Feb. 3, 2021

Darren Waller's Comeback Story - Stop Giving Your Power Away to Other People

Darren Waller's Comeback Story - Stop Giving Your Power Away to Other People

Darren Waller (Las Vegas Raiders, tight end) delivers an incredible message in the inaugural episode of the Comeback Stories podcast and talks about his struggle with addiction and drugs and how his life story and struggle has transformed into his...


Darren Waller (Las Vegas Raiders, tight end) delivers an incredible message in the inaugural episode of the Comeback Stories podcast and talks about his struggle with addiction and drugs and how his life story and struggle has transformed into his most powerful asset. Learn how even an accomplished professional football player can struggle with doubt and anxiety, and why the story you tell yourself is the only one that matters. 

  • Growing up for Darren was confusing. He was blessed with a good family, a good neighborhood, intelligence, and athleticism, but he was always sensitive to the harsh words of other people.
  • Despite access to a number of resources, Darren found himself going down a dark path.
  • Darren grew up in suburban Atlanta, Georgia playing a number of sports with the friends he grew up with. His earliest memory of pain is being told that he wasn’t black enough by his peers. He adopted that as truth when he was younger and didn’t realize the pain that it would cause him throughout his life. Even now, Darren still struggles with doubt despite being one of the best players in the game.
  • Pain is part of the shared human experience. If you’re alive, you’re going to go through the pain and that is what connects us and is the essence of common humanity.
  • Darren’s first real teacher was his father. He saw the way his dad treated his mom and respected her, and that became the template for how Darren treated women in his own life.
  • In terms of balance, Darren understands that no matter how well things are going, they could get worse, and if things are going badly they will eventually get better.
  • The way that Darren’s father loved him is how Darren thinks about his other relationships and it allows him to live a better life because of it.
  • The feeling of not being good enough led to Darren trying to earn people’s approval by becoming better at football, and it was around that time that he started experimenting with drugs in an effort to escape the anxiety of trying to please people all the time.
  • As his football skills improved, Darren felt worse and worse internally. After becoming a pro athlete, instead of feeling better the anxiety and pain only got worse and his drug use increased exponentially.
  • The status and lifestyle were something he thought he wanted but none of it gave Darren happiness or peace. Darren ended up sabotaging his own success and getting suspended from the team. He had to go through the process of recovery and relearn the value of hard work before getting another chance at football a few years later.
  • The biggest thing holding Darren back was trying to get approval and respect from others before he showed it to himself. Other people’s approval was either making or breaking him and he had to shed that mindset to stop trying to fill the void inside himself with other people’s approval.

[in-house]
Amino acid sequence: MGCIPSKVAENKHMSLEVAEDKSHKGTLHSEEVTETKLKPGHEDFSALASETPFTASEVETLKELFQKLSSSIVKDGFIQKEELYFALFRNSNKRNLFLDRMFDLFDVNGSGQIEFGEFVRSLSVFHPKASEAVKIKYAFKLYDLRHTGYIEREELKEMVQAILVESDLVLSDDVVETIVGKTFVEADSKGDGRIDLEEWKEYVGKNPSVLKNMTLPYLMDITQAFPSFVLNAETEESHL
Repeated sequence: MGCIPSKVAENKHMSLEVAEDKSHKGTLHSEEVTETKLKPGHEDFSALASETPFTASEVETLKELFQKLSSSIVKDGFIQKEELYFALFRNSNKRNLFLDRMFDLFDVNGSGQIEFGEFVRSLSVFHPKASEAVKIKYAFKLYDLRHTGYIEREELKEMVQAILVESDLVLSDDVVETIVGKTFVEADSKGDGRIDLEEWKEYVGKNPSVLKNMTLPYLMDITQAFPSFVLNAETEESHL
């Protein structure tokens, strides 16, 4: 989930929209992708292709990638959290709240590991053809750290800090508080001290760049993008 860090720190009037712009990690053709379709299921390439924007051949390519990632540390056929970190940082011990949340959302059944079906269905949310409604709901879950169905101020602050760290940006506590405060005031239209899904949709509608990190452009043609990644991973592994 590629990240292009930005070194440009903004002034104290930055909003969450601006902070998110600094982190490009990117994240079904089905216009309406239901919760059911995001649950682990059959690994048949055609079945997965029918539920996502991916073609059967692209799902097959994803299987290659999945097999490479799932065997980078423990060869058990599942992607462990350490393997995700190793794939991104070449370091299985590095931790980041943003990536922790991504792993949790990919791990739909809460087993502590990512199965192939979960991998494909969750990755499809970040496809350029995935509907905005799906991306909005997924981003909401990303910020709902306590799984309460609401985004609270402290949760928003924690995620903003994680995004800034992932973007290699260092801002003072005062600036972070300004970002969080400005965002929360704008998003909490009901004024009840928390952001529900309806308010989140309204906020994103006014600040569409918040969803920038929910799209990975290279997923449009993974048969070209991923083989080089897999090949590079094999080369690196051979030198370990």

• Darren’s lowest point was fourfold: physical, mental, emotional, and spiritual. It was August 11, 2017, when Darren overdosed in his Jeep. He had said that he had changed but his behaviors didn’t match the declaration. He ended up reliving all the pain he had been trying to mask in his life and that’s when he realized he had to change his life completely.
  • If you’re at your lowest point, you’re not alone. Darren had to stop telling himself that what makes him different is what is wrong with him.
  • The real story is what makes him different is what makes him special. He had to free himself from giving his power away to other people.
  • All that arises starts with our thoughts. You can train your mind to work with you instead of against you. Darren is grateful for his recovery because so much has come because of it. By surrendering all the things that he thought would make his life worth something, he has allowed himself to learn and grow in ways that weren’t possible before. All the things that Darren was afraid to talk about have become his greatest asset. Just because you’re striving for greatness that doesn’t mean that you have to be perfect.
  • Choose progress over perfection every day. Being authentic and sharing your story, complete with imperfections and mess, connects you more than trying to project a fake facade. Darren’s life used to consist of hiding nearly everything about him in the belief that it would make him feel free, but he’s done hiding.
  • As people, we tend to see others clearly but we’re not able to see ourselves very well. We need to be around other people that want the best for us and who are willing to guide us when we need it. If you’re not addressing your fear you’re going to keep getting the same results in your life.
  • Look at your pain and fear and figure out what it’s teaching you. In the depths of his addiction, Darren’s greatest fear was having other people see him the way he saw himself. He bent his life around making sure that other people told him what he wanted to hear instead of what he needed to hear.
  • Fear is now an opportunity for Darren to trust himself and his belief that he’s doing the right thing.
  • Fear is now an opportunity to be the best he can be. We’re all recovering from something right now.
  • We all have a comeback story within us, and sometimes we have to change our story to make something new happen.